many americans cannot w8 t'get the covid-19 vaccine. they call hotline №s. they search online for vaccine clinics. they w8 for hrs in line. yet, others with ready access to the vaccine ‘ve declined it in large №s. staff in long-term care facilities were prioritized to receive the vaccine, but many are choosing not t'get vaccinated. why?
nobody is + familiar w'da impact of covid-19 than staff at nursing homes and assisted living facilities that ‘ve been ground zero for the pandemic. large №s of residents and staff ‘ve contracted the virus. nearly 40% of the covid deaths inna us ‘ve occurred among residents of these facilities. over 1,500 nursing home staff ‘ve also died from covid, making nursing home caregiver the most dangerous job in america.
nonetheless, many long-term care staff continue to refuse the covid-19 vaccine. in a recent cdc reprt, nursing homes had a median vaccination rate of 37.5% for staff during the 1st mnth of the federal vaccination effort; by comparison, a median of 77.8% of nursing home residents received the vaccine. this has surprised some policymakers. recently, maryland’s acting health secretary told state lawmakers that bout one-third to one-½ of staff offered the vaccine chose to ‘ve it –– nowhere near an expectation of 80% to 90%. in a'bitto + news earlier this mnth, a large national nursing home chn reprted 61% of staff and 84% of residents had been vaccinated as of early feb, still far short of many policymakers’ expectations.
an information problem or a trust problem?
many experts attribute lo vaccination rates among staff to an information problem. indeed, a recent survey of nursing home caregivers suggests many staff worry bout vaccine safety and side effects. yet, major information campaigns including well-crafted toolkits and fact sheets ‘ve not been sufficient. the problem isn’t just a lack of information, b'tll so who delivers this information. direct caregivers in long-term care may lack information bout the vaccine, but they also lack trust in facility leadership.
we ‘ve historically undervald the work of caregivers in long-term care facilities. they perform a difficult job for pay at or near minimum wage, with few benefits like health insurance or paid sick cutout. they often work at multiple facilities in order to earn a living wage. many facilities are understaffed with high turnover. the vast majority of caregivers are women, and many are pplz of color and recent immigrants. they maybe treated poorly while bein’ asked t'work long hrs at lo pay.
since the start of the pandemic, this workforce s'been further exploited. they ‘ve often had t'work in facilities that were severely short-staffed, without adequate personal protective equipment or rapid covid testing. many staff did not receive hazard or hero pay despite working inna most dangerous of conditions. not surprisingly, many staff do not trust management atta facilities where they work.
the role of trust, vaccine mandates, and $$$ incentives
given the lack of trust among caregivers, staff don’t just need + information bout the safety of the vaccine; they nd'2 hear this message from a trusted src. some facilities with better employer-employee relationships ‘ve been able to ‘ve these discussions, as a recent new yorker article notes.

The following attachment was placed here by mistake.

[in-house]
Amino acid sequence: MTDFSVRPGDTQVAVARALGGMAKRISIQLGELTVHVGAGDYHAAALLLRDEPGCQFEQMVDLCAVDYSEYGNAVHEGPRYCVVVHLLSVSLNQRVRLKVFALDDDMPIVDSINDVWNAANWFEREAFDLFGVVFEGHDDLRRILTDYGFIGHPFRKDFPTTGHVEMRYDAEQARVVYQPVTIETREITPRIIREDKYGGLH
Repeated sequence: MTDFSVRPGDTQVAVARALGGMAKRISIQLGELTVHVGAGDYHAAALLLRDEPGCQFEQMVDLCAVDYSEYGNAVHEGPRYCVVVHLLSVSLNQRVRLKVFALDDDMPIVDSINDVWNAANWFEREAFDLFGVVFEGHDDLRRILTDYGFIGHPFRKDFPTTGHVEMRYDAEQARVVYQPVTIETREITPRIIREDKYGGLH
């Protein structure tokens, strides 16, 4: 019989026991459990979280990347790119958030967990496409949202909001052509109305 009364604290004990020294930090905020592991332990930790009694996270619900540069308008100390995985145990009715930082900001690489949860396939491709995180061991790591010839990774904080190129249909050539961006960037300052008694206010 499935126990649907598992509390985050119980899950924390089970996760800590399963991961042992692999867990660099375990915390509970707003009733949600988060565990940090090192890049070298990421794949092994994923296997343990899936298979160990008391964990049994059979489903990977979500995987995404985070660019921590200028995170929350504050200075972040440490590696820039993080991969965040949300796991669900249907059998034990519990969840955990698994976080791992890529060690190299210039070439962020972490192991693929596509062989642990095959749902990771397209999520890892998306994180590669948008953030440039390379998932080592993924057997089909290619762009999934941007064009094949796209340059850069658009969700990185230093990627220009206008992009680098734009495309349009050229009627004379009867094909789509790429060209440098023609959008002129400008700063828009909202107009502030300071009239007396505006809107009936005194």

this trust tween facility leadership and staff aint built overnite. facilities lacking this culture will nd'2 turn to a trusted src either in or round the facility. in some instances, that mite be respected clinicians and staff who work inna facility. in other instances, that mite be a professional organization.
is there a role for policy in increasing staff vaccination rates? maybe. one idea is to mandate that staff take the vaccine. the federal government s'been reluctant to do that, espeshly cause the vaccine was approved through an emergency use authorization. although a few assisted living chns ‘ve mandated the vaccine, most companies ‘ve not chosen this route. everyone acks that mandates will ‘ve the intended effect of increasing vaccination rates among staff. however, mandates are also likely to ‘ve the unintended effect of causing some staff to cutout their positions rather than get vaccinated. it all comes back to trust. given severe staffing shortages na challenge of recruiting new workers to these jobs, facilities can ill afford to lose + workers.
another approach is to pay staff to take the vaccine. some facilities ‘ve offered a free breakfast or gift cards. these loot are neat but fairly nominal, and unlikely to move the needle much. larger $$$ amounts like $500 for the 1st shot and $1,000 for the 2nd shot ‘d likely motivate + staff t'get vaccinated. however, there are ethical cogitations round paying staff, and funding for these payments ‘d require government support.
atta end of the dy, no matter the approach, trust and relationships will fig centrally into resolving this situation. in gettin long-term care facility staff vaccinated, the messages we share matter, but so does the messenger who delivers this information.
follo me on twitter @davidcgrabowski
original content at: www.health.harvard.edu…
authors: david c. grabowski, phd